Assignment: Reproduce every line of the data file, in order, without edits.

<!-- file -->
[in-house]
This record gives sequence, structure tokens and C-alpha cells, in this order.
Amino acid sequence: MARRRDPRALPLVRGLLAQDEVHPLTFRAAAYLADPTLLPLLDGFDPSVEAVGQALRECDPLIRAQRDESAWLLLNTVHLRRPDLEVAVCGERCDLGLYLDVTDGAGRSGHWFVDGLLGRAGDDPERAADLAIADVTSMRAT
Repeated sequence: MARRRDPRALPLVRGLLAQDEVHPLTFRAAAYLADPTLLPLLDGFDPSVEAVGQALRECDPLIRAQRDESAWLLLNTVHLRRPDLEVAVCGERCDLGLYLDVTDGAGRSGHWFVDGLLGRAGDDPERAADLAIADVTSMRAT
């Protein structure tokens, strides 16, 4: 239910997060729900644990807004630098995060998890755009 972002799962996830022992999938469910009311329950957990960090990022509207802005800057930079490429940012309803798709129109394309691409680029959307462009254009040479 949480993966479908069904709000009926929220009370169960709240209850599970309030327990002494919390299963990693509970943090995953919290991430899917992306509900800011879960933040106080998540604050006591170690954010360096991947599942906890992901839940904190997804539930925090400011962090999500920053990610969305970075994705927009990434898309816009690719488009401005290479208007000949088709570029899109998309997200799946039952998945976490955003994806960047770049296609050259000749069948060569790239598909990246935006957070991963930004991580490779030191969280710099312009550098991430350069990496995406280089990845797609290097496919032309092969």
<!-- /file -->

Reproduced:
[in-house]
This record gives sequence, structure tokens and C-alpha cells, in this order.
Amino acid sequence: MARRRDPRALPLVRGLLAQDEVHPLTFRAAAYLADPTLLPLLDGFDPSVEAVGQALRECDPLIRAQRDESAWLLLNTVHLRRPDLEVAVCGERCDLGLYLDVTDGAGRSGHWFVDGLLGRAGDDPERAADLAIADVTSMRAT
Repeated sequence: MARRRDPRALPLVRGLLAQDEVHPLTFRAAAYLADPTLLPLLDGFDPSVEAVGQALRECDPLIRAQRDESAWLLLNTVHLRRPDLEVAVCGERCDLGLYLDVTDGAGRSGHWFVDGLLGRAGDDPERAADLAIADVTSMRAT
């Protein structure tokens, strides 16, 4: 239910997060729900644990807004630098995060998890755009 972002799962996830022992999938469910009311329950957990960090990022509207802005800057930079490429940012309803798709129109394309691409680029959307462009254009040479 949480993966479908069904709000009926929220009370169960709240209850599970309030327990002494919390299963990693509970943090995953919290991430899917992306509900800011879960933040106080998540604050006591170690954010360096991947599942906890992901839940904190997804539930925090400011962090999500920053990610969305970075994705927009990434898309816009690719488009401005290479208007000949088709570029899109998309997200799946039952998945976490955003994806960047770049296609050259000749069948060569790239598909990246935006957070991963930004991580490779030191969280710099312009550098991430350069990496995406280089990845797609290097496919032309092969």